Microsoft made the Windows 7 beta available for public download Saturday, lifting the limit on the number of users who initially are allowed to beta test the software, after its servers were overwhelmed by users trying to download the operating system.
On Friday, Microsoft struggled to keep its Web site online as users overloaded the company's servers. Microsoft's main Web site and the download page were often unreachable.
"Due to very heavy traffic we're seeing as a result of interest in the Windows 7 Beta, we are adding some additional infrastructure support to the Microsoft.com properties before we post the public beta," the company said on its official Windows blog Friday.
At the keynote for the Consumer Electronics Show in Las Vegas Wednesday, Microsoft CEO Steve Ballmer said Friday would be the date for beta rollout.
In a company blog
late Saturday, Microsoft's Brandon LeBlanc announced that the company was lifting the limit on the number of users who would initially be allowed to download the beta.
"We have clearly heard that many of you want to check out the Windows 7 Beta and, as a result, we have decided remove the initial 2.5 million limit on the public beta for the next two weeks (thru January 24th)," LeBlanc wrote. "During that time you will have access to the beta even if the download number exceeds the 2.5 million unit limit."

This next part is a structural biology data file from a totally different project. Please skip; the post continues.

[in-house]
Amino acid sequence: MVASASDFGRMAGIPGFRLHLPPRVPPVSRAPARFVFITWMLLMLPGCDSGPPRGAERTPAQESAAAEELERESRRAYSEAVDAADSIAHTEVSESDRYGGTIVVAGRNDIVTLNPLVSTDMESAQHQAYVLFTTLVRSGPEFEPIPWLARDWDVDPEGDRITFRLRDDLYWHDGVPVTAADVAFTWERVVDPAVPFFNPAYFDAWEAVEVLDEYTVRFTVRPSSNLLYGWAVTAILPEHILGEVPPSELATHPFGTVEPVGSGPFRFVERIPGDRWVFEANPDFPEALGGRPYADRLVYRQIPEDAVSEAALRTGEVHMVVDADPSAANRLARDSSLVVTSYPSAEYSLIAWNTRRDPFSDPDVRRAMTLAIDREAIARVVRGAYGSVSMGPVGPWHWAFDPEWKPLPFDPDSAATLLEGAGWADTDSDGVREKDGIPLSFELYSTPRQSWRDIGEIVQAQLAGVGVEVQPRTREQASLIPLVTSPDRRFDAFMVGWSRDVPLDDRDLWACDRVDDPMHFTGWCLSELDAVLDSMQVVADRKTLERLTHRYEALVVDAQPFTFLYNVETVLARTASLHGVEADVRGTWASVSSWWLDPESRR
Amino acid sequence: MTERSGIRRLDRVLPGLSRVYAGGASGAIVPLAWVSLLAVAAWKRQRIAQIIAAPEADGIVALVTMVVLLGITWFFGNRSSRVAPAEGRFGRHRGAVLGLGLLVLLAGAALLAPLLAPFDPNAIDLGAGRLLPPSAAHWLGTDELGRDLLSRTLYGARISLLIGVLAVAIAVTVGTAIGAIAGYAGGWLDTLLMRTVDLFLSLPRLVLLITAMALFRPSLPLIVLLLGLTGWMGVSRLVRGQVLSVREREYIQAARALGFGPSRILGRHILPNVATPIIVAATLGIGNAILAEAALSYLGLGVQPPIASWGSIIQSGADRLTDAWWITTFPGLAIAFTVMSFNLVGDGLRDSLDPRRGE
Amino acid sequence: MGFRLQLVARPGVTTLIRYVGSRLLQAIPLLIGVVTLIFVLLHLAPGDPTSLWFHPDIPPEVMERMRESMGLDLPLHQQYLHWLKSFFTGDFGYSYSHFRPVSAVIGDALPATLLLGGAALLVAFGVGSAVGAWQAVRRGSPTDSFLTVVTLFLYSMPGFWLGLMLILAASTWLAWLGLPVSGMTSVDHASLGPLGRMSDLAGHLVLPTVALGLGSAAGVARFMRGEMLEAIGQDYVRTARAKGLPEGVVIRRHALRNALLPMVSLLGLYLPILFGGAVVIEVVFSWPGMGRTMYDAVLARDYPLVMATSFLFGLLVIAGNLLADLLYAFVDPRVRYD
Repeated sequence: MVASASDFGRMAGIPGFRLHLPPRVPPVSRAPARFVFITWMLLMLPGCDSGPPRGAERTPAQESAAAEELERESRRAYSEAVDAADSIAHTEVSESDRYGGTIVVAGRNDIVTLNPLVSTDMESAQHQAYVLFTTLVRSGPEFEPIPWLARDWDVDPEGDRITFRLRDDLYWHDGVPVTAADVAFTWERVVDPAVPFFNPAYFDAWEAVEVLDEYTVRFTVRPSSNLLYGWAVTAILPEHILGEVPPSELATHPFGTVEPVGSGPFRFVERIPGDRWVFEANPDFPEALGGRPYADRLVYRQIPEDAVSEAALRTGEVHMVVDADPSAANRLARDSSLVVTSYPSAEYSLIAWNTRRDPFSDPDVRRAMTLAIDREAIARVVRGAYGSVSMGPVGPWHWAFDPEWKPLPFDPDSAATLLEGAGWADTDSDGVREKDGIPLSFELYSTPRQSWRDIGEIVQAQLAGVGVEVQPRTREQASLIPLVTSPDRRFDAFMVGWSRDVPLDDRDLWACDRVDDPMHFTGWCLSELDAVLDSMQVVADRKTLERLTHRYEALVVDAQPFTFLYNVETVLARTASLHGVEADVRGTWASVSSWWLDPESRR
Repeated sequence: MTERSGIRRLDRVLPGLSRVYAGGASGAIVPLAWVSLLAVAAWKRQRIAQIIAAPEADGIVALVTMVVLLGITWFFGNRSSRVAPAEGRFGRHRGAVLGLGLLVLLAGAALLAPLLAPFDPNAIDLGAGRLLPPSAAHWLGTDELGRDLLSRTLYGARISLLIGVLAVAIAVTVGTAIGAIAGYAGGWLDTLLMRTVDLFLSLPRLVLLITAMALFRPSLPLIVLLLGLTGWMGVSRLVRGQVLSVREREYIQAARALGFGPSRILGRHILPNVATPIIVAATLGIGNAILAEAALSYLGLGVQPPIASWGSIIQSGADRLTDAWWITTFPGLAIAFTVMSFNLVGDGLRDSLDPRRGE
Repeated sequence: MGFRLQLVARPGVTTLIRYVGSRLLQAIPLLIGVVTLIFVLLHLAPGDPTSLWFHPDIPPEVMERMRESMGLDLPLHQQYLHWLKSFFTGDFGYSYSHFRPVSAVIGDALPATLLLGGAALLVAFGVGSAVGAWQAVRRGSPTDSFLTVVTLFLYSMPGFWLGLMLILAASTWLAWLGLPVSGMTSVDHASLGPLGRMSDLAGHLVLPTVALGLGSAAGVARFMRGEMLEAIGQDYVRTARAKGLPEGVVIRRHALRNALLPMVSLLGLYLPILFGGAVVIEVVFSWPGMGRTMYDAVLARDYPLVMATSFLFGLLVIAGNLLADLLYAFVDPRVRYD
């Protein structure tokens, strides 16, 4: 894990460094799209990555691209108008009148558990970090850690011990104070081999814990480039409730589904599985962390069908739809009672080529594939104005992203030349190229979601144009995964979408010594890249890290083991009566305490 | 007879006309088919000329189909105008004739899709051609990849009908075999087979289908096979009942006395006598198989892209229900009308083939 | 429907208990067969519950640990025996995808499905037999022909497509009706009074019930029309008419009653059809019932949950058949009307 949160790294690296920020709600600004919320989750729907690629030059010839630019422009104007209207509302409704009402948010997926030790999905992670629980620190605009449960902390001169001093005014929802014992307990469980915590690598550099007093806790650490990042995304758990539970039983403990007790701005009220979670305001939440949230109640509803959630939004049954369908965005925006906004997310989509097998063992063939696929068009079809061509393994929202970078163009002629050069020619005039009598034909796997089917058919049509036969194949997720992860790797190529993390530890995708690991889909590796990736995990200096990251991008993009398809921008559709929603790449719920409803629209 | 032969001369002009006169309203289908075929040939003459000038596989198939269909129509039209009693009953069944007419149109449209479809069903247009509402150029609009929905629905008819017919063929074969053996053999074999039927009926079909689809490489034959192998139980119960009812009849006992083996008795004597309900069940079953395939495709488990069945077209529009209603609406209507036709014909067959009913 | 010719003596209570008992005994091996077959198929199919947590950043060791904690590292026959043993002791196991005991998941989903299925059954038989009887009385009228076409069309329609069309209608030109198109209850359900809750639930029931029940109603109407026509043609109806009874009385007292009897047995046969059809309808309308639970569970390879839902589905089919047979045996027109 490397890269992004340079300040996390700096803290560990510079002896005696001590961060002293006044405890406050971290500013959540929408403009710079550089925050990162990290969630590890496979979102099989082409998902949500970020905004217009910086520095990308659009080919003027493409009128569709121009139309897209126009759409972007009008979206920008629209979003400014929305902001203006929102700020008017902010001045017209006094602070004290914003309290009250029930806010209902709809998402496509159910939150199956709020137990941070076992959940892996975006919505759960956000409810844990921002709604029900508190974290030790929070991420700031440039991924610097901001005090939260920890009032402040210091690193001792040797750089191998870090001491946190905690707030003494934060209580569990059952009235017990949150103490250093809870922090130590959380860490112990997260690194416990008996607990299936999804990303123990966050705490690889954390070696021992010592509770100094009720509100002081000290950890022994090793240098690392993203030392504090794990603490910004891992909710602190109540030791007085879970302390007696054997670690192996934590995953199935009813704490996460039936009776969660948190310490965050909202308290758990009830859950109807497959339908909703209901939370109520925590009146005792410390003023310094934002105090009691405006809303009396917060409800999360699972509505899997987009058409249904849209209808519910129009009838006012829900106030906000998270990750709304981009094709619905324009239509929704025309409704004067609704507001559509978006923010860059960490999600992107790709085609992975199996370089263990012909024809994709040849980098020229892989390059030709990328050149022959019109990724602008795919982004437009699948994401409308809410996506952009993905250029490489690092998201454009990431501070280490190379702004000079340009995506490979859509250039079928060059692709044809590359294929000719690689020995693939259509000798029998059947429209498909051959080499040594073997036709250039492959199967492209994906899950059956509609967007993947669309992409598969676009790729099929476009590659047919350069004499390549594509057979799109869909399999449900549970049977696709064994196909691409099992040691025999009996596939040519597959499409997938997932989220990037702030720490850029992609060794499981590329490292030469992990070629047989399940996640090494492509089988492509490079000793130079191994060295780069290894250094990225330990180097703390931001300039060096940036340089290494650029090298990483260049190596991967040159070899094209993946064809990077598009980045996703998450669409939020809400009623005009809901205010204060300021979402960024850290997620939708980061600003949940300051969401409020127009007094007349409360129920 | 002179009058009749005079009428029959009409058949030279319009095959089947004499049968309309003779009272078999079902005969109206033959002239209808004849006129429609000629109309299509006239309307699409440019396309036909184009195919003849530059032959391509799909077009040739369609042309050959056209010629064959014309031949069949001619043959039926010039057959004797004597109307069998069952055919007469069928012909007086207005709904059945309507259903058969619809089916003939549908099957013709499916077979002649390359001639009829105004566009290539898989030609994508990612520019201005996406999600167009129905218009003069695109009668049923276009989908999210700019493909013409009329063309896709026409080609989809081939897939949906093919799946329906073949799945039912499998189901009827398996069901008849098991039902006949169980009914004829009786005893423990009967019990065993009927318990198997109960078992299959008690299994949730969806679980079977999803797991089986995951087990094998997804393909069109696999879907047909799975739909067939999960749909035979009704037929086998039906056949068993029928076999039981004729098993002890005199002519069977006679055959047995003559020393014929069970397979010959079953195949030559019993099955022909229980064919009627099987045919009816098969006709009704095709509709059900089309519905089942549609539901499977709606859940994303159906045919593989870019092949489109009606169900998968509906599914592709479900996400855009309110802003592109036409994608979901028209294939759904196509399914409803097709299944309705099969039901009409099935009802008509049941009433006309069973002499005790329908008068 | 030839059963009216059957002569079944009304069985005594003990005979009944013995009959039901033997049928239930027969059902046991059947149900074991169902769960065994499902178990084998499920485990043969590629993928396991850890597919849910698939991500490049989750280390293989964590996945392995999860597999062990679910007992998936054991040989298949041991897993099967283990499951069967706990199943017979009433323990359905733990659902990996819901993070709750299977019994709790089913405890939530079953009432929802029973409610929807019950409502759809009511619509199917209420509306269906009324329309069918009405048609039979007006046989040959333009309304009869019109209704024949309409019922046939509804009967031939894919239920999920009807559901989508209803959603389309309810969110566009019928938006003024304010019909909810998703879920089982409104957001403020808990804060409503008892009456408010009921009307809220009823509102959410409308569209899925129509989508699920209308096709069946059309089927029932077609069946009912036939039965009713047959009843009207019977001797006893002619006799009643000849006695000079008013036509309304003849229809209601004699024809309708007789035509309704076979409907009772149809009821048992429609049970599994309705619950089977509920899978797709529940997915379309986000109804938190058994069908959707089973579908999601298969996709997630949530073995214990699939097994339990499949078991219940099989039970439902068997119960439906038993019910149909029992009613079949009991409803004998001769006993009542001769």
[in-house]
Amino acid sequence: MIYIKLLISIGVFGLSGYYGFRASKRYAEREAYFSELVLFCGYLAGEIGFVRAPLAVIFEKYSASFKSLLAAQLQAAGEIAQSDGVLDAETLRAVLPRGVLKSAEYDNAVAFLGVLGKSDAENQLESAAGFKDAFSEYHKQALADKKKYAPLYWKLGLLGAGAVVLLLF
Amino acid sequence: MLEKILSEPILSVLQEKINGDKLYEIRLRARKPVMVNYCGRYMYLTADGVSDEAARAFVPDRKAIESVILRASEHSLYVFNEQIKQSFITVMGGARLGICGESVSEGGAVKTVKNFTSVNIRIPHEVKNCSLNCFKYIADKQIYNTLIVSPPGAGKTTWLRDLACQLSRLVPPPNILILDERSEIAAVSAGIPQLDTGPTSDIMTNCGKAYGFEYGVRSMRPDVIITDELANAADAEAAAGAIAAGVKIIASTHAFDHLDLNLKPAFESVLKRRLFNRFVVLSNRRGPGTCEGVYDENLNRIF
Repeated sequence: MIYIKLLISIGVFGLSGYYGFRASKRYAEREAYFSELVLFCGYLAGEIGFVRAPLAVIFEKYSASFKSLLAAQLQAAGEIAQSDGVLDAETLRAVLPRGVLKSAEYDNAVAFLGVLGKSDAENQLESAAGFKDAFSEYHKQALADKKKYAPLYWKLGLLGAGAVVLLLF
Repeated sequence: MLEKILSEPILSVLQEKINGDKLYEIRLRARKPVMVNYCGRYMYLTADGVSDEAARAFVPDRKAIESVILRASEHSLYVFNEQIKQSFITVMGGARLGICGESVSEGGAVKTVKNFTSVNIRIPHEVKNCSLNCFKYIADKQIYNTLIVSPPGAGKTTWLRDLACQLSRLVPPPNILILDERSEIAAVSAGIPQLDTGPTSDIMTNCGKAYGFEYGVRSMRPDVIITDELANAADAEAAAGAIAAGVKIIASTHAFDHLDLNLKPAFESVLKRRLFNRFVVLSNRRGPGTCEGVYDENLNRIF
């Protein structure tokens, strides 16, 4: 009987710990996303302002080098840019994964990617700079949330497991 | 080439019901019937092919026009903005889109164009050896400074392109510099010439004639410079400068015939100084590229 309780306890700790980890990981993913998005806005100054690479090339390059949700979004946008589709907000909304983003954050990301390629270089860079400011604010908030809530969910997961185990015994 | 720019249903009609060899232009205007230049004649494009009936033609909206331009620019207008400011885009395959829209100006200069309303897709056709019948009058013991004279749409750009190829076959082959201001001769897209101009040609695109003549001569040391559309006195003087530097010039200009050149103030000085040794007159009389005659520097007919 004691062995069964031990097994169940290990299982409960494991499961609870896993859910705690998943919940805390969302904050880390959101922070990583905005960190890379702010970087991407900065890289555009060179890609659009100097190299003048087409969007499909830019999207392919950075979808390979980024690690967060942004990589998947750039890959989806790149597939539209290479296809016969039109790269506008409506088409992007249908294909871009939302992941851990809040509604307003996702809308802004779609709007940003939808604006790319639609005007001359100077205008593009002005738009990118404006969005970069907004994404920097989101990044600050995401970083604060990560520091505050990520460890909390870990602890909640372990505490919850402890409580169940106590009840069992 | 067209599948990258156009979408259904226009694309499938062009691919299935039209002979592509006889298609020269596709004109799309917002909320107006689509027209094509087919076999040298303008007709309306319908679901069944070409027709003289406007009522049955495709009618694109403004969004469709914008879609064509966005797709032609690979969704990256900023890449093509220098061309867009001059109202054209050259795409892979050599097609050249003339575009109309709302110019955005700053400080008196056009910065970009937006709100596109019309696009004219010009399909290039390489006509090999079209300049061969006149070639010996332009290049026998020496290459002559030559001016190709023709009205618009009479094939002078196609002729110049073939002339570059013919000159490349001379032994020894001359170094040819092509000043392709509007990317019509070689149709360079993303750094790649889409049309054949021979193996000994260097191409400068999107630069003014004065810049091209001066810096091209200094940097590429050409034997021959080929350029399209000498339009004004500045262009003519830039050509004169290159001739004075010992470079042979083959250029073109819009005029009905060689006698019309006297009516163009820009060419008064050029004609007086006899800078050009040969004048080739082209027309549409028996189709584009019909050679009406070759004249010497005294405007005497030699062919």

The removal of the limit is not a dramatic one, since even after the limit was reached, other users were still allowed to beta test the product for at least 30 days.
Microsoft says the version of Windows 7 available now is "feature complete," which means that the functionality of the OS will not change much, if at all.
The new OS appears to be require less of a jump up in hardware capability than Vista did.
The minimum system requirements Microsoft suggests for beta testers include a 1GHz processor, 1GB of main memory, 16GB of available disk space, and support for DX9 graphics. The suggested setup is close to what is recommended for Vista, even though the new operating system is appearing several years after its predecessor.